Bill Buckner dies at 69 after battling dementia

Via:  john-russell  •  3 months ago  •  19 comments

Bill Buckner dies at 69 after battling dementia

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Bill Buckner dies at 69 after battling dementia


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Bill Buckner, the longtime major leaguer whose error in the 1986 World Series for years lived in Red Sox infamy, died Monday. He was 69.

"After battling the disease of Lewy Body Dementia, Bill Buckner passed away early the morning of May 27th surrounded by his family," his family said in a statement. "Bill fought with courage and grit as he did all things in life. Our hearts are broken but we are at peace knowing he is in the arms of his Lord and Savior Jesus Christ."

Buckner played 22 seasons in the majors, was an All-Star once and won a batting title in 1980. But it was a ball that went through his legs at Shea Stadium on a cool Oct. 25 night in 1986 that made for one of baseball's most shocking moments.

Boston, looking for its first World Series title since 1918, carried a 5-3 lead into the bottom of the 10th inning of Game 6 against the Mets. New York tied it with two runs, then brought Mookie Wilson to the plate.

Wilson worked a 3-2 count off reliever Bob Stanley, and then, with a runner on second base, bounced a slow roller up the first-base line on the 10th pitch of the at-bat. Buckner ranged to his left, went down to snag the ball behind the bag and watched it roll through his legs and into right field. Ray Knight scored to give the Mets a 6-5 can-you-believe-it win. They took Game 7, too, a gut punch to a Red Sox team a strike away from a long-awaited title just 48 hours earlier.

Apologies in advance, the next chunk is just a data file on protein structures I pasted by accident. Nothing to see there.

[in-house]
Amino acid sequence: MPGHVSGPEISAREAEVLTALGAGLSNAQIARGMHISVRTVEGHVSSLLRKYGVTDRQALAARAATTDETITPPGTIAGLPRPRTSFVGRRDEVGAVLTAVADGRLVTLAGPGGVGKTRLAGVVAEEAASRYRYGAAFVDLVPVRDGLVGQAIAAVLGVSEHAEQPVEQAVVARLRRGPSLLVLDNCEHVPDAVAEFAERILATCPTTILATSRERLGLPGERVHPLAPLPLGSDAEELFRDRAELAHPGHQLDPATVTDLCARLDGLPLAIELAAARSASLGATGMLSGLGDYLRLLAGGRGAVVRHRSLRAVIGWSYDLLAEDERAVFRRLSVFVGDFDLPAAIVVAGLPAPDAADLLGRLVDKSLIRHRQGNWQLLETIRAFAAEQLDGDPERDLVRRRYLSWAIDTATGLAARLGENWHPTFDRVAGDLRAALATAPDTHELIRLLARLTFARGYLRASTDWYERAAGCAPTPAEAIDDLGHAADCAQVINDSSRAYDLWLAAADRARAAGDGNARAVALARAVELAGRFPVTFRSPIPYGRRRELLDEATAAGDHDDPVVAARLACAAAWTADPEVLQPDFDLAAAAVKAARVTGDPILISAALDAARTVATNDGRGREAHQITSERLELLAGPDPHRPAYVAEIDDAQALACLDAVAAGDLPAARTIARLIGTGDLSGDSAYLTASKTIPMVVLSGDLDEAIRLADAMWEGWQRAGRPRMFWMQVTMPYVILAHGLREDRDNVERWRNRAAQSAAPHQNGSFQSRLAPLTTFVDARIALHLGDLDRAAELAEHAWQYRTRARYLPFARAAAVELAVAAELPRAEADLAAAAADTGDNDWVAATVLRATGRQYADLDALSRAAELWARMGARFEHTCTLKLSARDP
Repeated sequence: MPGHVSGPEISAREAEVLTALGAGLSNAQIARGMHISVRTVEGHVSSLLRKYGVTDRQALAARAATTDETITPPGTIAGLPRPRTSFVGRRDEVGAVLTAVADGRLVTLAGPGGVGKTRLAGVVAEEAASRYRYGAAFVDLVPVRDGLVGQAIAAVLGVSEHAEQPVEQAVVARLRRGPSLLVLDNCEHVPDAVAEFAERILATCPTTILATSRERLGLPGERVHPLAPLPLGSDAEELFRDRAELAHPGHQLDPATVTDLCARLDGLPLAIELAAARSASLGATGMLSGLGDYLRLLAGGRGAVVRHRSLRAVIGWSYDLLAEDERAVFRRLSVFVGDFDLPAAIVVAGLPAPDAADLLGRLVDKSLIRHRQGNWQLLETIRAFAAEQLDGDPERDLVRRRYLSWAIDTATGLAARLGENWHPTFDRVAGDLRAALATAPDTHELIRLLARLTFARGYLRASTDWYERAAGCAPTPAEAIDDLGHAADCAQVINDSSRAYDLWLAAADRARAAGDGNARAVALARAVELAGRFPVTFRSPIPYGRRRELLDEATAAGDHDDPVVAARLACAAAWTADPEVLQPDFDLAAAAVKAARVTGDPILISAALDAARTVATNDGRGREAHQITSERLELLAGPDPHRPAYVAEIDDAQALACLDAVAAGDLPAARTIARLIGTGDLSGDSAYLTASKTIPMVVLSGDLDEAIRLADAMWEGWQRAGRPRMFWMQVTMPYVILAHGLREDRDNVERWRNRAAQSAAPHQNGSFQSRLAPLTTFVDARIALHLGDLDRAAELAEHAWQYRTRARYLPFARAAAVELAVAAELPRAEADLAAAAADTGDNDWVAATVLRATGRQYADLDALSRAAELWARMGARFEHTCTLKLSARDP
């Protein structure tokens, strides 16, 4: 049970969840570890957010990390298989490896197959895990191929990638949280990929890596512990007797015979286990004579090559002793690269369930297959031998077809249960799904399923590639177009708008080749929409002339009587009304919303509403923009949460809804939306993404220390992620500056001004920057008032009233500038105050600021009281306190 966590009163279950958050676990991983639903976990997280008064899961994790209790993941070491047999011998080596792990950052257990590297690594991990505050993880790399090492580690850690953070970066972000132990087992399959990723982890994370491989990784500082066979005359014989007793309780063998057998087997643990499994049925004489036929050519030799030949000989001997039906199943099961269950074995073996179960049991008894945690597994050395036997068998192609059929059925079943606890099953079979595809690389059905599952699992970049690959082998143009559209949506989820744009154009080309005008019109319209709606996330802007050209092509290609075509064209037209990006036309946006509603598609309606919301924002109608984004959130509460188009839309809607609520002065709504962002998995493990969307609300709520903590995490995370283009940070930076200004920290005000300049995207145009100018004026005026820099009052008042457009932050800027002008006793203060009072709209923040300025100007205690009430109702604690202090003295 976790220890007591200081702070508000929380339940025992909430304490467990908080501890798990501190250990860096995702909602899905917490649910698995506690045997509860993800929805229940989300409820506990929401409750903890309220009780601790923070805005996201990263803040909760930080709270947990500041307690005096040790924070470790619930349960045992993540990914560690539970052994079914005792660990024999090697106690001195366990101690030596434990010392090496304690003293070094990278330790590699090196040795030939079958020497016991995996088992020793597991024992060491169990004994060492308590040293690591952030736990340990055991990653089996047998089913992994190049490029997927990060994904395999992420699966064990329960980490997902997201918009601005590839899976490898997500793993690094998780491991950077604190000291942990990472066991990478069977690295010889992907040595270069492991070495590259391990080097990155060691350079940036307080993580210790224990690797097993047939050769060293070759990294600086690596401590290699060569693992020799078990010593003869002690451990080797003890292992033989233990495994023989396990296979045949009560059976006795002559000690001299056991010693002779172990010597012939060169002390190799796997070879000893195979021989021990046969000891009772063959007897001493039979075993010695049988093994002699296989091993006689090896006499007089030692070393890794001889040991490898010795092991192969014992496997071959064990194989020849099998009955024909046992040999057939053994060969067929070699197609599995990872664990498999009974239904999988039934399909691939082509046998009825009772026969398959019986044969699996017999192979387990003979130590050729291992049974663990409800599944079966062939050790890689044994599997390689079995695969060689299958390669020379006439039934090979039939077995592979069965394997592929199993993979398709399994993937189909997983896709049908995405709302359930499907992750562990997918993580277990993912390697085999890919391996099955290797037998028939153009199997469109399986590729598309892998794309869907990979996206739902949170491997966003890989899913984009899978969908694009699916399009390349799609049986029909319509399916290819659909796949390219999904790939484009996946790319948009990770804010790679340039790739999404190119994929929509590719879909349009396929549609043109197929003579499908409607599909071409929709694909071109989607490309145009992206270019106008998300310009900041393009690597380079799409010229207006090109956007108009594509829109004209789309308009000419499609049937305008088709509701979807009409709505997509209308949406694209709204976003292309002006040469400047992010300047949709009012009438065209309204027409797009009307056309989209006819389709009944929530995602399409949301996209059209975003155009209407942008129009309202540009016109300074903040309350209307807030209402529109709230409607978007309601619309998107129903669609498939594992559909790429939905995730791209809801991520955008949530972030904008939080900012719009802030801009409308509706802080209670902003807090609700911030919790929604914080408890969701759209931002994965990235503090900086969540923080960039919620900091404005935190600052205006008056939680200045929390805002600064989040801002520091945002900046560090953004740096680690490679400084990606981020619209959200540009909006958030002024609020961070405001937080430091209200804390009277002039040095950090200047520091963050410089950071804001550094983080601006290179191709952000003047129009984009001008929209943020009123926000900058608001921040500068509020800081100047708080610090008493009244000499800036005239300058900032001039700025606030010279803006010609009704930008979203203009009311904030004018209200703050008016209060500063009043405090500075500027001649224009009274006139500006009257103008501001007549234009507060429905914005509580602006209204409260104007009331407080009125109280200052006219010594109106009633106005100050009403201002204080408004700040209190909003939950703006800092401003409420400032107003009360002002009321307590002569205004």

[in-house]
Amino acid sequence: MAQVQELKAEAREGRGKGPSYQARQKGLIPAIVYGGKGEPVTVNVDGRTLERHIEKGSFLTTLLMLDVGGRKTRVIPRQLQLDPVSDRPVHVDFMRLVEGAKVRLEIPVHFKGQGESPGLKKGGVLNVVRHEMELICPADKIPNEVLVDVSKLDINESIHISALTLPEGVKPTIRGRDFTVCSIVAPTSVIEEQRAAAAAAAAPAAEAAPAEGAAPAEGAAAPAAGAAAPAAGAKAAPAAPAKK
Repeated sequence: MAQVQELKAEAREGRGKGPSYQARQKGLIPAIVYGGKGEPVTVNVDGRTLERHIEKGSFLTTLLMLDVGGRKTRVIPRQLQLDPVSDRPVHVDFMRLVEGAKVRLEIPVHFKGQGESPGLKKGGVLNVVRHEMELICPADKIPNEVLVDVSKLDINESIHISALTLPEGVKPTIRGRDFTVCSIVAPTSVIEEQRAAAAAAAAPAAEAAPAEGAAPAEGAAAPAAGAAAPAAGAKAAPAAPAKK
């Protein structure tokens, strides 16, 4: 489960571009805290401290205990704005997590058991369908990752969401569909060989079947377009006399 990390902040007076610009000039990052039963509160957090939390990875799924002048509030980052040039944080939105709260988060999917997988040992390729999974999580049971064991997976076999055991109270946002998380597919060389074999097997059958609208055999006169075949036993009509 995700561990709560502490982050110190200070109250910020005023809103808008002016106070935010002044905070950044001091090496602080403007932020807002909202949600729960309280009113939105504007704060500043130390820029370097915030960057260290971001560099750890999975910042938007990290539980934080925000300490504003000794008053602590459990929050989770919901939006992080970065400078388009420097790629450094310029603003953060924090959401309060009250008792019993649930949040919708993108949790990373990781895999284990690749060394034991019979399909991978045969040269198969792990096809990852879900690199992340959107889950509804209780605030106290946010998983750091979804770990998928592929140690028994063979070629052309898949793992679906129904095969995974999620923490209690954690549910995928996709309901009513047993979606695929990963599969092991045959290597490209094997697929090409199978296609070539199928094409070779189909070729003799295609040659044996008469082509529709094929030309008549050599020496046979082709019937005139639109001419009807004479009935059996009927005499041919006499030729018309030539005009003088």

"We had developed a friendship that lasted well over 30 years. I felt badly for some of the things he went through. Bill was a great, great baseball player whose legacy should not be defined by one play," Wilson said Monday in a statement released by the Mets.

Red Sox principle owner John Henry said in a statement that his team is "proud that Bill Buckner wore a Red Sox jersey during the course of a terrific career that spanned more than two decades. His life was defined by perseverance, resilience and an insatiable will to win. Those are the traits for which he will be most remembered."

Team chairman Tom Werner added that Buckner "personified toughness and grit, and his determination to play through pain defines him far more than any single play ever could."

Buckner's teammates on the 1986 Red Sox said he wasn't to blame, noting Boston wouldn't even have been in the World Series without his efforts that season.

"No one played harder than Bill. No one prepared themselves as well as Bill Buckner did, and no one wanted to win as much as Bill Buckner," right fielder Dwight Evans later said.

But many in Red Sox Nation didn't see it that way.

"When that ball went through Bill Buckner's legs, hundreds of thousands of people did not just view that as an error, they viewed that as something he had done to them personally," longtime Boston Globe columnist Bob Ryan once said.

That single moment ended up defining Buckner's career, and even followed him after it.